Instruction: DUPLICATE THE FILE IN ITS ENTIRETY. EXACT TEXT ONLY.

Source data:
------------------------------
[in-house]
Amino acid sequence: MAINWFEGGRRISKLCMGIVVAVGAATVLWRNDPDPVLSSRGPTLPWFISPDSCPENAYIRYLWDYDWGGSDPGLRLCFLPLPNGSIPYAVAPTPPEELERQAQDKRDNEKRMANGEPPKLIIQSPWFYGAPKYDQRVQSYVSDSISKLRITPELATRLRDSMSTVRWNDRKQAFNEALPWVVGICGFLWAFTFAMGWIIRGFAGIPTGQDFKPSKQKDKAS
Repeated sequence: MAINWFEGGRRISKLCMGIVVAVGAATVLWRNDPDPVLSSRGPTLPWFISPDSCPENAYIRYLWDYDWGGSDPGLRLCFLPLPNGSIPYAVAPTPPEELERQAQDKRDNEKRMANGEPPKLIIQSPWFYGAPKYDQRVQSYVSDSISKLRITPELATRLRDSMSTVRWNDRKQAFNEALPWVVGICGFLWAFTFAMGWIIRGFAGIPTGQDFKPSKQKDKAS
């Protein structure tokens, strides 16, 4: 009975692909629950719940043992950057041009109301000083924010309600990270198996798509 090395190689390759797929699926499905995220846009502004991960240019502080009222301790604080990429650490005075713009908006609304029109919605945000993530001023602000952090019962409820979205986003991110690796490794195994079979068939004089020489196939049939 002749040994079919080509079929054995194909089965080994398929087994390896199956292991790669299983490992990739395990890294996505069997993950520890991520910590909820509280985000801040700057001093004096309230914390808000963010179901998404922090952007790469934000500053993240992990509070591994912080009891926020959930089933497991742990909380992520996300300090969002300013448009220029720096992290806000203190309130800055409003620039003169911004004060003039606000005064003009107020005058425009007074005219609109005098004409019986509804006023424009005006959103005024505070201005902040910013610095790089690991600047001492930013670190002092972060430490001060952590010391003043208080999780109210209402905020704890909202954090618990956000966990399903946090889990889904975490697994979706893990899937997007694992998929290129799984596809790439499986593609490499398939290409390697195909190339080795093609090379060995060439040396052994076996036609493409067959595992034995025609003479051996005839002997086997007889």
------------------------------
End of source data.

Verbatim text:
[in-house]
Amino acid sequence: MAINWFEGGRRISKLCMGIVVAVGAATVLWRNDPDPVLSSRGPTLPWFISPDSCPENAYIRYLWDYDWGGSDPGLRLCFLPLPNGSIPYAVAPTPPEELERQAQDKRDNEKRMANGEPPKLIIQSPWFYGAPKYDQRVQSYVSDSISKLRITPELATRLRDSMSTVRWNDRKQAFNEALPWVVGICGFLWAFTFAMGWIIRGFAGIPTGQDFKPSKQKDKAS
Repeated sequence: MAINWFEGGRRISKLCMGIVVAVGAATVLWRNDPDPVLSSRGPTLPWFISPDSCPENAYIRYLWDYDWGGSDPGLRLCFLPLPNGSIPYAVAPTPPEELERQAQDKRDNEKRMANGEPPKLIIQSPWFYGAPKYDQRVQSYVSDSISKLRITPELATRLRDSMSTVRWNDRKQAFNEALPWVVGICGFLWAFTFAMGWIIRGFAGIPTGQDFKPSKQKDKAS
């Protein structure tokens, strides 16, 4: 009975692909629950719940043992950057041009109301000083924010309600990270198996798509 090395190689390759797929699926499905995220846009502004991960240019502080009222301790604080990429650490005075713009908006609304029109919605945000993530001023602000952090019962409820979205986003991110690796490794195994079979068939004089020489196939049939 002749040994079919080509079929054995194909089965080994398929087994390896199956292991790669299983490992990739395990890294996505069997993950520890991520910590909820509280985000801040700057001093004096309230914390808000963010179901998404922090952007790469934000500053993240992990509070591994912080009891926020959930089933497991742990909380992520996300300090969002300013448009220029720096992290806000203190309130800055409003620039003169911004004060003039606000005064003009107020005058425009007074005219609109005098004409019986509804006023424009005006959103005024505070201005902040910013610095790089690991600047001492930013670190002092972060430490001060952590010391003043208080999780109210209402905020704890909202954090618990956000966990399903946090889990889904975490697994979706893990899937997007694992998929290129799984596809790439499986593609490499398939290409390697195909190339080795093609090379060995060439040396052994076996036609493409067959595992034995025609003479051996005839002997086997007889």